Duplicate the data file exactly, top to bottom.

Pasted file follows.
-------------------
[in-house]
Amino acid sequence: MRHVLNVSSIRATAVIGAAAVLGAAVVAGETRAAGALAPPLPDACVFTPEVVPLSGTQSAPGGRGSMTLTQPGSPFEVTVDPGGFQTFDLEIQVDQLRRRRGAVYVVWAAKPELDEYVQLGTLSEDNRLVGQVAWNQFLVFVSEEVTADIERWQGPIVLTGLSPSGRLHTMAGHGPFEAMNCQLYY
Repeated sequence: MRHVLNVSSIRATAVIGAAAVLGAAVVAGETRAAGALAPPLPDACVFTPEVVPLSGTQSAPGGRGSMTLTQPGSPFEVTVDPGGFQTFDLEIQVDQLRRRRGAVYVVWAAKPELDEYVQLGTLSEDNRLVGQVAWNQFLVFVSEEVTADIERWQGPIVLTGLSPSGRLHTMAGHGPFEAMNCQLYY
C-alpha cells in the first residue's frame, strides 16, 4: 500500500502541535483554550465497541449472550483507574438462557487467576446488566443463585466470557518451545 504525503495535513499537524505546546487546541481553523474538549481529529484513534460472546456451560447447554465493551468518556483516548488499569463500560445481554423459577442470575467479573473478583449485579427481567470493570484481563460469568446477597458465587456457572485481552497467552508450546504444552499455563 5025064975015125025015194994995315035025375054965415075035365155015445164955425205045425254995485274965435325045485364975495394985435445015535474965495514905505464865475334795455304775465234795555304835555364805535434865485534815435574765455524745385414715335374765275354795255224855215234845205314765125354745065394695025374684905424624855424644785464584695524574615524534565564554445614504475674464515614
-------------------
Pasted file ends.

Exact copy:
[in-house]
Amino acid sequence: MRHVLNVSSIRATAVIGAAAVLGAAVVAGETRAAGALAPPLPDACVFTPEVVPLSGTQSAPGGRGSMTLTQPGSPFEVTVDPGGFQTFDLEIQVDQLRRRRGAVYVVWAAKPELDEYVQLGTLSEDNRLVGQVAWNQFLVFVSEEVTADIERWQGPIVLTGLSPSGRLHTMAGHGPFEAMNCQLYY
Repeated sequence: MRHVLNVSSIRATAVIGAAAVLGAAVVAGETRAAGALAPPLPDACVFTPEVVPLSGTQSAPGGRGSMTLTQPGSPFEVTVDPGGFQTFDLEIQVDQLRRRRGAVYVVWAAKPELDEYVQLGTLSEDNRLVGQVAWNQFLVFVSEEVTADIERWQGPIVLTGLSPSGRLHTMAGHGPFEAMNCQLYY
C-alpha cells in the first residue's frame, strides 16, 4: 500500500502541535483554550465497541449472550483507574438462557487467576446488566443463585466470557518451545 504525503495535513499537524505546546487546541481553523474538549481529529484513534460472546456451560447447554465493551468518556483516548488499569463500560445481554423459577442470575467479573473478583449485579427481567470493570484481563460469568446477597458465587456457572485481552497467552508450546504444552499455563 5025064975015125025015194994995315035025375054965415075035365155015445164955425205045425254995485274965435325045485364975495394985435445015535474965495514905505464865475334795455304775465234795555304835555364805535434865485534815435574765455524745385414715335374765275354795255224855215234845205314765125354745065394695025374684905424624855424644785464584695524574615524534565564554445614504475674464515614